Tea out

I’m hard to please. Let’s just get that out in the open. But I’m also quite happy with the simple things in life. Like that hot milk I’m going to tell you about. It was better than the ‘fancy’ afternoon tea in the Glasgow hotel I went to last week.

And I don’t object to overbaked ‘kladdkaka’ as long as the people selling it calls it chocolate cake, which is what it is. For it to be ‘kladd’ anything, you will have had nerves of steel and removed the cake from the oven when it still looks like dark brown soup. I’m afraid I recently wrote to the very attractive Oxford restaurant where we had a really enjoyable Easter lunch and shared my tip of sitting in front of the oven as the cake cooks. That way you are less likely to end up with the oxymoron that is dry kladdkaka.

I’ve not heard back!

The very same day, I had been treated to an unexpected elevenses in a Danish style café – Ole & Steen – also in Oxford. Not being very hungry – which is so not like me – I chose a plain (hah) kransekage. It was small, but larger than the ones I’m used to. It was divine! I am plotting ways to return and have another one. I mean, what’s seven hours on the train if you can eat such perfection?

Unlike the afternoon tea at the hotel in central Glasgow, that I will leave nameless. I liked the hotel and where it was. I enjoyed my long chat with Pippi who was over in Scotland again. The tea was cheap, at around £12. But oh, what dreadful sandwiches! Nice enough scone, but not the jam. The little cakes tasted better than they looked, but then I had low expectations. The tea was on the strong and cold side.

Having said all this, I would go back. It was a convenient and nice place to meet.

In Berlin last month Daughter and I struggled to find suitable words – in German – to get across our wish for black tea, that we wished to un-black with milk. Cold milk, please. The first afternoon brought green tea with no milk until Daughter popped back inside and asked. She returned to our pavement table bearing a jug of beautifully warmed milk! After pondering the possibilities, I poured some hot milk into my green tea. It was seriously weird, but almost OK when taken with cake.

And it had us in paroxysms of laughter when we thought about it afterwards.

By now you will have worked out I am a nightmare guest for tea, so I give you the new café in Stirling’s King Street; Loving Food. Had a gorgeous scone there the other day. One of the best I’ve had.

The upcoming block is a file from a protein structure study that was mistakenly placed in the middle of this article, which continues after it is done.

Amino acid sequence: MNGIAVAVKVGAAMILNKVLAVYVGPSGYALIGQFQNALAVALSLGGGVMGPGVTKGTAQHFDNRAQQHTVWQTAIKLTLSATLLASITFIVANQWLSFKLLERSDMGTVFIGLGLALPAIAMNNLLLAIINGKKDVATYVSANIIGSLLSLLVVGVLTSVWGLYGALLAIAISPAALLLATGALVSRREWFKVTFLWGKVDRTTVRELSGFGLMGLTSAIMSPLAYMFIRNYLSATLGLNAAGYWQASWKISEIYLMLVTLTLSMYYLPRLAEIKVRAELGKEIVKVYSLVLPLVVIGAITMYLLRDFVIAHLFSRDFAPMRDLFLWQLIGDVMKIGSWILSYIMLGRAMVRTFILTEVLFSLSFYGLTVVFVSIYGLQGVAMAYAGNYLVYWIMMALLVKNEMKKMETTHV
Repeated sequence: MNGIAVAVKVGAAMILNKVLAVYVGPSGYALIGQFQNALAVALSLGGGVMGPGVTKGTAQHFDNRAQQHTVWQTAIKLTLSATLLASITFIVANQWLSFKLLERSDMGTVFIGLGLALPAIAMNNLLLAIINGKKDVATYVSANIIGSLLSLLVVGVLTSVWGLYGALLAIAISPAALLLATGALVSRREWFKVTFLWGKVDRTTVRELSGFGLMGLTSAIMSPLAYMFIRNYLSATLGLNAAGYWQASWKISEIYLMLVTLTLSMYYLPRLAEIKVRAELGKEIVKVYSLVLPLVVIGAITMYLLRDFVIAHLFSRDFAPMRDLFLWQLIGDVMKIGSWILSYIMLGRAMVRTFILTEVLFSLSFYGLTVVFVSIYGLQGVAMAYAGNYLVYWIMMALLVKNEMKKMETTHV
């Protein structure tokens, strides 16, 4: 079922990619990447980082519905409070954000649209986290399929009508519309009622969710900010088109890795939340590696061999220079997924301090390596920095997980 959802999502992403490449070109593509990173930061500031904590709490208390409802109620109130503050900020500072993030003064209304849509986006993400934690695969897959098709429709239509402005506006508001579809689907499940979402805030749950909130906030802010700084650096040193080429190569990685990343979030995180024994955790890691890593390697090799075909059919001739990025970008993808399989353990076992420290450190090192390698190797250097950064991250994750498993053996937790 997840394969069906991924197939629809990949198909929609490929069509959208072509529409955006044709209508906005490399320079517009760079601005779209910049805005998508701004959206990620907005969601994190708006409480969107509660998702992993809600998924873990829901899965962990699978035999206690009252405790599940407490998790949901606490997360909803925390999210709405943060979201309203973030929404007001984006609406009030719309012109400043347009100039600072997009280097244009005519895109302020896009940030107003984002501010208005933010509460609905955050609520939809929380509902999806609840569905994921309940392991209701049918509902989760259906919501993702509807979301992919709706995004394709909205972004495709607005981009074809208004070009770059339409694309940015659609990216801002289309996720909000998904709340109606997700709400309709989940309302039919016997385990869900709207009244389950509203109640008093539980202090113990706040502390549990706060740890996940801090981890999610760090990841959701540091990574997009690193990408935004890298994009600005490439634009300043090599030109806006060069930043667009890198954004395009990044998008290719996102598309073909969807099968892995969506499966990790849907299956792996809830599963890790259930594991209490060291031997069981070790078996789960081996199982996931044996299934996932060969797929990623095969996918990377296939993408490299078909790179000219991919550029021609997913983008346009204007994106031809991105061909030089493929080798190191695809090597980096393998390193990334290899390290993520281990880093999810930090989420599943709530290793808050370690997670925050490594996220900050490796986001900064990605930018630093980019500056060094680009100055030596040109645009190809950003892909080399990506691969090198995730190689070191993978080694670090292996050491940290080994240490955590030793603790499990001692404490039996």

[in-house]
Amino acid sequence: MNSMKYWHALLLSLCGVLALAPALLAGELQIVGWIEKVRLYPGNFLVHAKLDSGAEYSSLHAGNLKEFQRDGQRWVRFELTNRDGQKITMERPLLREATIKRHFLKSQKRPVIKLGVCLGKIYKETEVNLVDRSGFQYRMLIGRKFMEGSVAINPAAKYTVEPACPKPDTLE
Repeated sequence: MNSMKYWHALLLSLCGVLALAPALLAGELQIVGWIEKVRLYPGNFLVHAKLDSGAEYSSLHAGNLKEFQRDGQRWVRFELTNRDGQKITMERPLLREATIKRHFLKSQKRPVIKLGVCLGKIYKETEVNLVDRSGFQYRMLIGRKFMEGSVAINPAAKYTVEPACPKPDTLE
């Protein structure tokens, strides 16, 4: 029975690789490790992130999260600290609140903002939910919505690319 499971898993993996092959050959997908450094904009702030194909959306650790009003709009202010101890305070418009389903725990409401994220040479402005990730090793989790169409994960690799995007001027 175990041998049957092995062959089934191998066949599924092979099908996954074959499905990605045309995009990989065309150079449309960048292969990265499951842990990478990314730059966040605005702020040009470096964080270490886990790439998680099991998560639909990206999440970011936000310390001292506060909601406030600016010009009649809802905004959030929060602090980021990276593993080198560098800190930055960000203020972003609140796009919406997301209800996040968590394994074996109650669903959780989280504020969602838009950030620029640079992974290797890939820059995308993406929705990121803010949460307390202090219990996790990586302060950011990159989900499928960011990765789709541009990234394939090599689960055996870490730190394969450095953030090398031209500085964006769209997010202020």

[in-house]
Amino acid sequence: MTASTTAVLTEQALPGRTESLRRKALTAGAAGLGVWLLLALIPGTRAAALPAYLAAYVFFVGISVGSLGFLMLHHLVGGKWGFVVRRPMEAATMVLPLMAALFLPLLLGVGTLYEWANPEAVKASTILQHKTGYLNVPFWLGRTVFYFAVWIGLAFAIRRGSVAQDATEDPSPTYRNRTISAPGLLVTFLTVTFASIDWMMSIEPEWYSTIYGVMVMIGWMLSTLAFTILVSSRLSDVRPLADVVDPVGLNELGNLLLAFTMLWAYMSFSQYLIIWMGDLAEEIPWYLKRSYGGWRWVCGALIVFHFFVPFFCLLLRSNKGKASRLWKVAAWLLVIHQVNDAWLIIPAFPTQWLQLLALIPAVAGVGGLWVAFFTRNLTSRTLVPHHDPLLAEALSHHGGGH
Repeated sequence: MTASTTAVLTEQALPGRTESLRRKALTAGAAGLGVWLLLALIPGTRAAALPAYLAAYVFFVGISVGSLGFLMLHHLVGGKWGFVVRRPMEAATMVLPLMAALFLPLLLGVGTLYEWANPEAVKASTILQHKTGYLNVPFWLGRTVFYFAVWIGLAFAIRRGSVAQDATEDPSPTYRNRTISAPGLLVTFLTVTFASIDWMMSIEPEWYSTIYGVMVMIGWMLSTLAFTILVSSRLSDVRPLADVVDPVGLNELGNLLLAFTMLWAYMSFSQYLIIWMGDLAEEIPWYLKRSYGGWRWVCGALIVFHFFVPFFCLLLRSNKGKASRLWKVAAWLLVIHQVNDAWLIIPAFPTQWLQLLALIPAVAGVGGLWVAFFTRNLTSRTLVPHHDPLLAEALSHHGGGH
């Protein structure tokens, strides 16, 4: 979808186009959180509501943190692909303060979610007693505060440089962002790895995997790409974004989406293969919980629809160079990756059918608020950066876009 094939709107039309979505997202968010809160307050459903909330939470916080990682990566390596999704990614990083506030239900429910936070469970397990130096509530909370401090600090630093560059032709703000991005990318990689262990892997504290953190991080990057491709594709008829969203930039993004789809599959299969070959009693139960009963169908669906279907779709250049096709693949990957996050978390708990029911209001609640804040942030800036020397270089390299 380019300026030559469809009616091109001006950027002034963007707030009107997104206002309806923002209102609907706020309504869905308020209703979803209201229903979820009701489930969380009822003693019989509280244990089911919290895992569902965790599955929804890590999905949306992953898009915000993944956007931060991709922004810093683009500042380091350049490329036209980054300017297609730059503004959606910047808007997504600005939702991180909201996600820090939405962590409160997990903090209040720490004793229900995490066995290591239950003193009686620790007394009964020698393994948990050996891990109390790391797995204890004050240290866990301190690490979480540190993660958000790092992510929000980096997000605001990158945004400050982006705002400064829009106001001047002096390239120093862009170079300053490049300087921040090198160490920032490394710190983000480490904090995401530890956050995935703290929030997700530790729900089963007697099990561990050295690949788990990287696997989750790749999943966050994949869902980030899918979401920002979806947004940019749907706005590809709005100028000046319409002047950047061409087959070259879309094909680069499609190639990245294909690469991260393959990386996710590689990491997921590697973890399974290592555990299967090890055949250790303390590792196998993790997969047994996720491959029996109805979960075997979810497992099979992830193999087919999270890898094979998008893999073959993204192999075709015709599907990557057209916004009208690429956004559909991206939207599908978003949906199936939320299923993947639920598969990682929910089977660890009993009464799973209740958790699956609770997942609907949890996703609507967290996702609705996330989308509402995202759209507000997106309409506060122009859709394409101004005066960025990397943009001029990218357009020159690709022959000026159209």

I also reckon it will be easier for me to go to again, unlike Ole & Steen…

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Washing and watching

Understandably Daughter and I don’t talk NCIS as much as we did. What with it having been something of a wash-out and that. She watches it sooner than I do, though. ‘I do the washing up and watch at the same time,’ she explained.

Now me, I can’t do that, however bad. It’s strictly one thing at a time. So for weeks on end this spring NCIS was kept in recorded format. Kept. Not watched. Until we suddenly did, as I felt some catching up might be warranted. The Resident IT Consultant didn’t mind as much as I’d thought he would, and when we’d caught up the other day, he expressed an interest in watching some more. I told him there was no more.

We watched Big Bang Theory instead.

But it gives me a little hope that the last two episodes won’t be washing-up material. The last couple were just about enjoyable, meaning that both the writing and the directing were OK-ish. Even the acting. And now everyone knows Gibbs’s dark secret.

Will that bother them? Or is there to be no cliffhanger this May? Can they fashion one out of nothing, or will they dig up some old stuff? I mean, one can actually go off for the summer break with not a single cliff in sight.

Because there is a season 17 coming… While Gibbs will be a mere 61, Mark Harmon is going to reach 68, and he ought to be retired. As an agent, if not an actor.

Following more money

It’s been good to be back with the people of Bedrag/Follow the Money. If by good you mean that it’s good stuff to watch, not that it feels good. It feels dreadful. There is very little – is there anything? – that stands for promise.

Well, hair is good. I’m glad to see Nicky grew some during his time in Spain. He might be an ‘unpleasant little shit’ but hair helps, for those who have it. He’s lonely, but he has family, and sort of friends.

Alf, on the other hand, is lonely in such an awful way that you feel Wallander was all happiness and sunshine. I thought it was bad seeing him sleepless and alone at ‘home’ but seeing him try to build an IKEA wardrobe? With the drawer refusing to work…

Bedrag 3

I understand that for UK viewers it looks interestingly bleak and Danish, and presumably suitably different from their own lives. But I see only some place where I might have lived, not even managing to swear at a misbehaving drawer.

Don’t quite remember how things were left at the end of the second season. Were Nicky and Alf the only people left standing? Did the others quietly sign themselves out?

Anna at the bank, who understandably wants some action after 25 uneventful years at her desk, is awful, but at the same time you find yourself rooting for her. Wanting her money laundering to go well.